Although the current trends in machine learning seem enticing, there are several stumbling blocks in the way to its large scale adoption which would have to be turned into stepping stones to reach the goal. Let us look at some of the major challenges that are impeding the large scale implementation of machine learning.

Quality of Data  

Having incorrect data can result in wrong interpretations. If some values and missing and the data analysis is done regardless of the fact, the prediction is bound to be incorrect. So, it is important to ensure that the data collated is correct and in case there are some missing values, it needs to be factored in during analysis. Data processing should be done by filtering missing values and then extracting and rearranging what the model requires. Given the fact that ML algorithms learn by assessing large amounts of training data, even small errors in training data can result in considerable errors in system’s output.       

Infrastructure Requirements for Testing

For data modeling and reusability, a proper infrastructure is required which is currently missing in most of the cases. For the testing of different tools, the infrastructure is important and only through frequent testing can one arrive at desired outcomes. This is true in all cases, which is why companies which lack the appropriate infrastructure approach several firms to model their data. The results can then be compared and the best one can be adopted. ML workloads have special infrastructure requirements that are needed in periodic bouts of training. Edge devices are being used today to test the models for accuracy and performance.    

“Startups tend to be constrained with not all the right resources to implement a quality data pipeline and consistently managing it over time. Enterprises usually have scale on their side and with that comes the rigor that is required,” says Jeff DeVerter, CTO of Rackspace Technology to TechTalks.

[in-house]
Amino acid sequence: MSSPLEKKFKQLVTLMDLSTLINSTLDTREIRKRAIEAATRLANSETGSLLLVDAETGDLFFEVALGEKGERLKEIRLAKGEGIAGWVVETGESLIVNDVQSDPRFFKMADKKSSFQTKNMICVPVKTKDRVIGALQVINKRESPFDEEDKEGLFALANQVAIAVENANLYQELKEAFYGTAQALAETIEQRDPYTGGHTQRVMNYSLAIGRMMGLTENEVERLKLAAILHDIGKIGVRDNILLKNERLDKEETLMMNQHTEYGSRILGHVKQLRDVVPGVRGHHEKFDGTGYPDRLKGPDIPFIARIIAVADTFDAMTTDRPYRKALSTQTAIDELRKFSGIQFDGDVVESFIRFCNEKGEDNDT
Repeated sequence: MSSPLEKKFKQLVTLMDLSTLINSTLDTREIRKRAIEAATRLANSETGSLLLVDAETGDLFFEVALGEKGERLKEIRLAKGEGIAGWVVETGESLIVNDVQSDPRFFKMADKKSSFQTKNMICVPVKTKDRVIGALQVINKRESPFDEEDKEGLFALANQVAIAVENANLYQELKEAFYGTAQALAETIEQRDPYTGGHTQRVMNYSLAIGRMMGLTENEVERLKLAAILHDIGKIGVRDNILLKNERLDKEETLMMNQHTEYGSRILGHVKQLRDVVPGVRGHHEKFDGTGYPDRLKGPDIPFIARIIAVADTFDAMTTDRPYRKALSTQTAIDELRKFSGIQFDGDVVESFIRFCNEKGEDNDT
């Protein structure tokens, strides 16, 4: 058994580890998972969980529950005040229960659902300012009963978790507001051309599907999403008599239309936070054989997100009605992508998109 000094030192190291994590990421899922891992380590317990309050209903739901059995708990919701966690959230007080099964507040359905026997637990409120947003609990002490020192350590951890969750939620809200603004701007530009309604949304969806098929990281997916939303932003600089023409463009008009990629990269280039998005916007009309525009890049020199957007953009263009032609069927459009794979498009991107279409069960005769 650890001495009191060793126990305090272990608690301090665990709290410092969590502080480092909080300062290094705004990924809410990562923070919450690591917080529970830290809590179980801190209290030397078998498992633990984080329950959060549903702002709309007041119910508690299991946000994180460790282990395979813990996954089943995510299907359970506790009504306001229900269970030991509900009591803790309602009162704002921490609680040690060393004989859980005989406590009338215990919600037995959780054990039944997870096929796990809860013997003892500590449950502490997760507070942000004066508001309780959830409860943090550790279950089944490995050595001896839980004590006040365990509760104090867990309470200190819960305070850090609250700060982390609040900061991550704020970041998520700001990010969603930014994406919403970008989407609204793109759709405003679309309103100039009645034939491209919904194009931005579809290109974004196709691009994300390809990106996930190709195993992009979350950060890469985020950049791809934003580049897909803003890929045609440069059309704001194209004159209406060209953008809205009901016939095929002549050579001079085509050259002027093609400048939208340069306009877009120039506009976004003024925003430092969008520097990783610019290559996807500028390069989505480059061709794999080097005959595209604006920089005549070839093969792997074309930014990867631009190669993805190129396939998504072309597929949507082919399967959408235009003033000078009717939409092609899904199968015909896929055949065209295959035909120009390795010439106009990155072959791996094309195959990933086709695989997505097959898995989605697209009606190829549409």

Dearth of Talent

Lack of skilled resources is another challenge that the segment is facing. We are seeing a number of talented data scientists in the market but as they are in most cases not proficient in software engineering, they do not fit into the role of the ideal candidate. A professional with command in both machine learning concepts as well as software engineering is what the market is seeking currently. The skills gap has also led to an exponential rise in the remuneration of those few who are capable. As companies expedite their AI ventures and implementations, the supply of talent is yet to catch up with the demand.   

“Today, data science is out of reach for most business users. Business analysts have relied on data scientists to extract powerful, precise insights using sophisticated models. But getting to those insights can be complex, expensive and time consuming,” says Chandana Gopal, Research Director, Future of Intelligence, IDC.    

Austere Business Models  

Most of the new technology implementations require very minimal or absolutely no change in the business model, working as an add-on capability. However, in the case of machine learning, an enterprise must be willing to alter its business model if it wishes to derive maximum return from the implementation. Agility is integral to machine learning ecosystem as it is essentially dedicated to self-improvement. Any ML solution implementation does not guarantee success but shows the way towards it. Hence, business processes must be nimble enough to rethink and evolve in case the implementation does not work out.        

True to its potential, the machine learning segment is attracting more and more startups that are spawning in this field to offer something unique. An aggressive approach is being followed across the industries where its use cases are emerging. Going forward, it would be interesting to see how it evolves further and gets interwoven into the fabric of enterprise.